The investment is based on Anscor’s strong financially health. If the company were to leverage its balance sheet, the attractiveness of the investment opportunity would decline.

 

The investment is also based on Anscor’s consistently generating net income around its cost of capital. If earnings in the business were to permanently decline, the investment would become much less attractive.

 

If earnings were to decline making a liquidation value a more appropriate valuation methodology, there is still 30% upside meaning there is significant downside protection.

 

If Anscor were to make expensive acquisitions, it would decrease the returns in the business through the write down of income and equity.

 

Given the nature of Anscor’s businesses, they all lack barriers to entry and therefore are at risk of increased supply depressing profitability.

 

Most of Anscor’s businesses are cyclical in nature and subject to macroeconomic risks.

 

At the end of Q3 2016, 47% of Anscor’s assets were in available for sale securities or fair value through the profit and loss investments making the company exposed to the fluctuations of the Philippines Stock Exchange.

WEEKLY COMMENTARY 2/6/17-2/12/17

WEEKLY COMMENTARY               2/6/17-2/12/17

 

 

CURRENT POSITIONS

 

 

 

COMPANY NEWS

 

After the company’s recent share price appreciation, Grendene’s estimated five-year annualized return has fallen to roughly 10% base on scenario analysis.

 

There are barriers to entry within Grendene’s Brazilian business. Within Brazil, it is a low cost operator with scale advantage due to heavy investments in advertising, product development, automation, and process improvements. It produces a low priced experienced good with a strong brand allowing for pricing power. Grendene’s exports are at the low end of the cost curve ensuring the company stays competitive in export markets but growth in exports markets will come with lower profitability due to the weakened competitive position and excess returns.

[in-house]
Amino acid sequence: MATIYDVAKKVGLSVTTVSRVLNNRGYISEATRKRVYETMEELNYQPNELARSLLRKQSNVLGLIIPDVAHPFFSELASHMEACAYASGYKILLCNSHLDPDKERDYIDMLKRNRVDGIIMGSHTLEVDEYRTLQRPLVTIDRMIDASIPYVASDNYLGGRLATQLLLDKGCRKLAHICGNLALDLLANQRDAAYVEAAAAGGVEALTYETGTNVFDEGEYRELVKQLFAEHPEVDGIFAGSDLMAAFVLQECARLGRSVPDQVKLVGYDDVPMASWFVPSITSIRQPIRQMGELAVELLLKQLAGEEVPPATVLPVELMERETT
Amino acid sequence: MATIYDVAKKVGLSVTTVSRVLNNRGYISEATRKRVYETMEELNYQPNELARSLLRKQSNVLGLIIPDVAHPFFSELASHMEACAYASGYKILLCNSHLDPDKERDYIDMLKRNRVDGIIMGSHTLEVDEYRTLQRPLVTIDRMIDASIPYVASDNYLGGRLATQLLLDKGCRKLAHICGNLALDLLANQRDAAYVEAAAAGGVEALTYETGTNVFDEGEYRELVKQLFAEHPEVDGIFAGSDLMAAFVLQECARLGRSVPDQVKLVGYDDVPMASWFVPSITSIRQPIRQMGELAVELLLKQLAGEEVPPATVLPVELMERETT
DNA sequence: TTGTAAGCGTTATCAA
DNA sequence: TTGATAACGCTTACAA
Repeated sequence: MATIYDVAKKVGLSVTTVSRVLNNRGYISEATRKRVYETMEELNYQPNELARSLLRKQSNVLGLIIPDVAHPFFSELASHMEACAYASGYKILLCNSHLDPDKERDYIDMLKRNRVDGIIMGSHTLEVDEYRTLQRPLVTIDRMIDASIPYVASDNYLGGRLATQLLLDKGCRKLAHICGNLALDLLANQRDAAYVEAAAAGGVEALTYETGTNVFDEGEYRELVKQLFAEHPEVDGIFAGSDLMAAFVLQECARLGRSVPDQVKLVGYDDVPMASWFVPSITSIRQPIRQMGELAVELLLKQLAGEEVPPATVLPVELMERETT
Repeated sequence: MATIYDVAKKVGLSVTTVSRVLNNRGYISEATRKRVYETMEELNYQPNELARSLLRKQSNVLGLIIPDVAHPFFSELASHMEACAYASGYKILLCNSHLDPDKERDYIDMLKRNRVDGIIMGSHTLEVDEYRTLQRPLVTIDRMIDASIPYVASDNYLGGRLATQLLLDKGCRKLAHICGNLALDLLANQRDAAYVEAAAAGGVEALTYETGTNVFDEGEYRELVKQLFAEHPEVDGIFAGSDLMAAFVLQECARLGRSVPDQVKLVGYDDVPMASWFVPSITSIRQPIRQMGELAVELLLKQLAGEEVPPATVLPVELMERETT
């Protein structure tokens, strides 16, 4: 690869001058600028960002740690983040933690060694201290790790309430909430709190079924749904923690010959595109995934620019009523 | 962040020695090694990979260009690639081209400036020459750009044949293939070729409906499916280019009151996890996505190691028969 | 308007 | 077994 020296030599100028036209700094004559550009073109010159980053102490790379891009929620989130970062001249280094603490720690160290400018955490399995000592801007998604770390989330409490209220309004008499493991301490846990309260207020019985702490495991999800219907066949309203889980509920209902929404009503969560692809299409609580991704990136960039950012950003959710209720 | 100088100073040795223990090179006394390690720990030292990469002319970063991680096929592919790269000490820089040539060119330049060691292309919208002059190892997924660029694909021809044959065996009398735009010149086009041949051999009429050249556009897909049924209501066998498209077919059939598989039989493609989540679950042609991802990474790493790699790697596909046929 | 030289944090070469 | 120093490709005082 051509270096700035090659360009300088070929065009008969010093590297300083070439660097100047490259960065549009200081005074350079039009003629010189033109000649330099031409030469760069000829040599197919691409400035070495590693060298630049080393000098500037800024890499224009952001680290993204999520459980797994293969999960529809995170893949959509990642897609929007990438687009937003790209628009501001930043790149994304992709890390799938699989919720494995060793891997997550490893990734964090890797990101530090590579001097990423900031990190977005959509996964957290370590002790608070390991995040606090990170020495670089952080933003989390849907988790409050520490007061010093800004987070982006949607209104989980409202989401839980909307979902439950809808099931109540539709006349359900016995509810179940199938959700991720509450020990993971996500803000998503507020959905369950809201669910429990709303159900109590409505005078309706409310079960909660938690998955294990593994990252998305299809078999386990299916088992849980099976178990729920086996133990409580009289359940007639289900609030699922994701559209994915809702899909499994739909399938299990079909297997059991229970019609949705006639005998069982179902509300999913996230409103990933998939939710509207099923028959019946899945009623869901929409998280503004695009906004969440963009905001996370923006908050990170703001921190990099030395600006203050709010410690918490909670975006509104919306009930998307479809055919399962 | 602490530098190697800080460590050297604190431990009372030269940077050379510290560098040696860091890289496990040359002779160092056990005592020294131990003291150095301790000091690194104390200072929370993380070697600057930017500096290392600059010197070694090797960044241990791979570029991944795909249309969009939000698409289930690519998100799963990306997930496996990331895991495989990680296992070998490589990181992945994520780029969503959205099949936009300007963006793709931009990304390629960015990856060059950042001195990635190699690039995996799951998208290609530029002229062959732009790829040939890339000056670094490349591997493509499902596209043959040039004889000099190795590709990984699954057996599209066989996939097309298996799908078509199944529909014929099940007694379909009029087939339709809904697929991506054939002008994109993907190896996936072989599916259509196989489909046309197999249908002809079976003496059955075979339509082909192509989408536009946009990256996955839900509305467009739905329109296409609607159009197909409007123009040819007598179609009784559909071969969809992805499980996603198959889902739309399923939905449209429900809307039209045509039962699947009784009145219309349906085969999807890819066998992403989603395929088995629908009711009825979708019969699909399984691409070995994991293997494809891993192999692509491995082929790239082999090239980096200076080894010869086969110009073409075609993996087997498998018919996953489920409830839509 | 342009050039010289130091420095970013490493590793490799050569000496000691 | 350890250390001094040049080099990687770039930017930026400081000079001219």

Owner operators with strong operational skills, an understanding of its competitive position, and who treat all stakeholders with respect run the company. It also has consistently generated stable, excess profit even during periods of industry stress and has a net cash balance sheet.

 

Given the company’s expected return, the company’s competitive position, and the strength of management, we are decreasing our position size to 2.0%. Please review our initiation (link) for a more in-depth discussion on the company.

 

 

INTERESTING LINKS

 

 

My Interview with Jason Zweig (Safal Niveshak)

 

Vishal Khandelwal interviews Jason Zweig, who provides some very good ideas on improving your investment process. (link)

 

 

The Making of a Brand (Collaboration Fund)

 

In a wonderful article, Morgan Housel of the Collaboration Fund discusses the history of brands and what a brand is. (link)

 

 

Riding a retail roll out (Phil Oakley)

 

Phil Oakley discusses the difficulty in investing in retail rollouts. (link)

 

 

January 2017 Data Update 7: Profitability, Excess Returns and Governance (Musing on Markets)

 

Professor Damodaran provides some interesting statistics on ROIC across geographies and sectors. (link)

 

 

Investing Mastery Through Deliberate Practice (MicroCap Club)

 

Chip Maloney talks about the benefits of deliberate practice and how to use deliberate practice to make you a better investor. (link)

 

 

Out with the old (Investor Chronicle)

 

Todd Wenning provides insight on when to sell your investments (link)

 

 

2 Bitter Truths of Stock Valuation…and How You Can Avoid Them (Safal Niveshak)

 

Vishal Khandelwal highlights potential mistakes in valuing companies and how to avoid them. (link)

 

 

Revlon’s restructuring plan represents the future of legacy beauty (Glossy)

 

Glossy magazine writes about the beauty business. (link)

 

 

6 smart tips for micro-cap investors (Morningstar)

 

Ian Cassel gives readers 6 tips for micro-cap investors. These are useful for all investors. (link)

 

 

HAW PAR CORPORATION (HPAR:SP)

 

 

Company Description

 

Haw Par Corporation is a corporation with two operating businesses and strategic investments. The company’s two operating businesses are healthcare and leisure. The company’s healthcare business is the owner of the Tiger Balm, a well-known topical analgesic. The company’s leisure business own and operate two aquariums: Underwater World Singapore in Sentosa and Underwater World Pattaya in Thailand. The company also has investments in property and quoted securities.

 

 

Healthcare